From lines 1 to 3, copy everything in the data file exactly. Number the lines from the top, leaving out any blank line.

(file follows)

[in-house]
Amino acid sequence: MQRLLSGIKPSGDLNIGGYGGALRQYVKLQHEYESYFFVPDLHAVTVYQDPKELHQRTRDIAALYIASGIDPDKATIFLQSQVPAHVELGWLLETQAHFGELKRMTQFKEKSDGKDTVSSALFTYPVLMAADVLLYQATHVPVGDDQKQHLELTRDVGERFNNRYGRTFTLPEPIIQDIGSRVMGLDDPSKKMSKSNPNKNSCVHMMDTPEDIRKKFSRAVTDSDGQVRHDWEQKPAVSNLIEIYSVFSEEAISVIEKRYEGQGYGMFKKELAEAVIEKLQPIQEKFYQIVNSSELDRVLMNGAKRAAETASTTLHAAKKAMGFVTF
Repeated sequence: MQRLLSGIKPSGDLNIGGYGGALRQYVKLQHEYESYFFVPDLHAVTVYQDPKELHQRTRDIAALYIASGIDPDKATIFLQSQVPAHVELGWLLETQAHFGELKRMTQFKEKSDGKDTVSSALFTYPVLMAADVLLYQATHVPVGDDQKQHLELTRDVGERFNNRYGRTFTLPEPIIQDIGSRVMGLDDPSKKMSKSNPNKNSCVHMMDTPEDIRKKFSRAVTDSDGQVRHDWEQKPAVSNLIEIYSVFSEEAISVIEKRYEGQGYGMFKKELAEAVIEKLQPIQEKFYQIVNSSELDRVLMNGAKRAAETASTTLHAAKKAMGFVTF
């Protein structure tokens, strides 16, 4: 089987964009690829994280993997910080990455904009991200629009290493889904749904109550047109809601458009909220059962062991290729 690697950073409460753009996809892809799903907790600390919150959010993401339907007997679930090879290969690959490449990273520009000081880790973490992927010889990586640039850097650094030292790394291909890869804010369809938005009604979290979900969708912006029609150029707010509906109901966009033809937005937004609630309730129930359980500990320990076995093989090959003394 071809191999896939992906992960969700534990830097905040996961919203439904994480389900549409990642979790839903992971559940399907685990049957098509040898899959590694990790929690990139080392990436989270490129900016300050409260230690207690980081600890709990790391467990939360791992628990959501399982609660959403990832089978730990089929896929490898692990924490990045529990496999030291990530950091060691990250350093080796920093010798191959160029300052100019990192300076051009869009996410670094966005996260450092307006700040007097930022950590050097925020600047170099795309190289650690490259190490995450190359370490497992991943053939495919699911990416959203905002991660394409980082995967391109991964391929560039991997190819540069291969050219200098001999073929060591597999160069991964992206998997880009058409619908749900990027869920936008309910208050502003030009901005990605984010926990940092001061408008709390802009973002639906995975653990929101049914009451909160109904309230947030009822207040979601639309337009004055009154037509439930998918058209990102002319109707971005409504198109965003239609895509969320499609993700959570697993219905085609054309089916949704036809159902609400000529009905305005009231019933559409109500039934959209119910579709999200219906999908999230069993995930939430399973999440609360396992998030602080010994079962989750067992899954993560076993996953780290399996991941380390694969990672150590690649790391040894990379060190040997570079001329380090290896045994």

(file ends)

[in-house]
Amino acid sequence: MQRLLSGIKPSGDLNIGGYGGALRQYVKLQHEYESYFFVPDLHAVTVYQDPKELHQRTRDIAALYIASGIDPDKATIFLQSQVPAHVELGWLLETQAHFGELKRMTQFKEKSDGKDTVSSALFTYPVLMAADVLLYQATHVPVGDDQKQHLELTRDVGERFNNRYGRTFTLPEPIIQDIGSRVMGLDDPSKKMSKSNPNKNSCVHMMDTPEDIRKKFSRAVTDSDGQVRHDWEQKPAVSNLIEIYSVFSEEAISVIEKRYEGQGYGMFKKELAEAVIEKLQPIQEKFYQIVNSSELDRVLMNGAKRAAETASTTLHAAKKAMGFVTF
Repeated sequence: MQRLLSGIKPSGDLNIGGYGGALRQYVKLQHEYESYFFVPDLHAVTVYQDPKELHQRTRDIAALYIASGIDPDKATIFLQSQVPAHVELGWLLETQAHFGELKRMTQFKEKSDGKDTVSSALFTYPVLMAADVLLYQATHVPVGDDQKQHLELTRDVGERFNNRYGRTFTLPEPIIQDIGSRVMGLDDPSKKMSKSNPNKNSCVHMMDTPEDIRKKFSRAVTDSDGQVRHDWEQKPAVSNLIEIYSVFSEEAISVIEKRYEGQGYGMFKKELAEAVIEKLQPIQEKFYQIVNSSELDRVLMNGAKRAAETASTTLHAAKKAMGFVTF